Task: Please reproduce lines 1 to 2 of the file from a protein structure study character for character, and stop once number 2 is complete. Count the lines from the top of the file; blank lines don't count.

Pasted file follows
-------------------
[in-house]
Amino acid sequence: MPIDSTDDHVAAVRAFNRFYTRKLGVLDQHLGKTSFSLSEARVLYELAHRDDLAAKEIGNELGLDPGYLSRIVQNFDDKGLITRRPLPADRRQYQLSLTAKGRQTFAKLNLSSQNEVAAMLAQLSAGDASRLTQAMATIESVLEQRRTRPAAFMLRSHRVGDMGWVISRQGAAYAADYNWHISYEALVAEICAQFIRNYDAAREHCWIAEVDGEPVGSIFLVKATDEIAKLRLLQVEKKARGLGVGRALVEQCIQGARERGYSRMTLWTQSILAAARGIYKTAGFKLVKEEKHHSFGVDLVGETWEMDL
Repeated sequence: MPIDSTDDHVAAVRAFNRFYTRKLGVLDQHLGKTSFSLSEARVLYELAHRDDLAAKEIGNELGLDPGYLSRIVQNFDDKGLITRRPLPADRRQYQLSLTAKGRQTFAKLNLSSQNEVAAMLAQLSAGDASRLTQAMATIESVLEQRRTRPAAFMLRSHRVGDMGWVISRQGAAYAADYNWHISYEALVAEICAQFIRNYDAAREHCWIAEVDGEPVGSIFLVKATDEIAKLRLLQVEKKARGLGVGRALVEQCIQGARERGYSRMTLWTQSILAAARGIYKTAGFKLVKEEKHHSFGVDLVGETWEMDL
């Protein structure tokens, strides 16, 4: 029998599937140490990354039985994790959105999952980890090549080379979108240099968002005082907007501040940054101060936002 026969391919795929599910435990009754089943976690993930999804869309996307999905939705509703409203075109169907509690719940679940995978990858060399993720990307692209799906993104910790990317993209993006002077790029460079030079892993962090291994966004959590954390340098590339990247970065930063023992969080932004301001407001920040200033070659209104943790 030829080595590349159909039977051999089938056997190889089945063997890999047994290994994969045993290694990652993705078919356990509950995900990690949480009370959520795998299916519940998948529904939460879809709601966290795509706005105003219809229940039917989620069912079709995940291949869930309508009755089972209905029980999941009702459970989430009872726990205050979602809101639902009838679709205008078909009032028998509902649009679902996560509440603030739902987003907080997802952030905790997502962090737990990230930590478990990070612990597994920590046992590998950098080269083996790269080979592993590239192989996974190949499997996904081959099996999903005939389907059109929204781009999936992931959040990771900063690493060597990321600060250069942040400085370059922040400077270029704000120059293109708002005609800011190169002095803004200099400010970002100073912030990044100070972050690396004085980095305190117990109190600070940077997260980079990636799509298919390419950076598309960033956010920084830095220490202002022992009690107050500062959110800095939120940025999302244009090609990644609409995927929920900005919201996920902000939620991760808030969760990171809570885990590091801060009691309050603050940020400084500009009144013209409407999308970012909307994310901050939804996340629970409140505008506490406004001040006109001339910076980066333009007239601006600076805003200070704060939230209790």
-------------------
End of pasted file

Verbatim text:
[in-house]
Amino acid sequence: MPIDSTDDHVAAVRAFNRFYTRKLGVLDQHLGKTSFSLSEARVLYELAHRDDLAAKEIGNELGLDPGYLSRIVQNFDDKGLITRRPLPADRRQYQLSLTAKGRQTFAKLNLSSQNEVAAMLAQLSAGDASRLTQAMATIESVLEQRRTRPAAFMLRSHRVGDMGWVISRQGAAYAADYNWHISYEALVAEICAQFIRNYDAAREHCWIAEVDGEPVGSIFLVKATDEIAKLRLLQVEKKARGLGVGRALVEQCIQGARERGYSRMTLWTQSILAAARGIYKTAGFKLVKEEKHHSFGVDLVGETWEMDL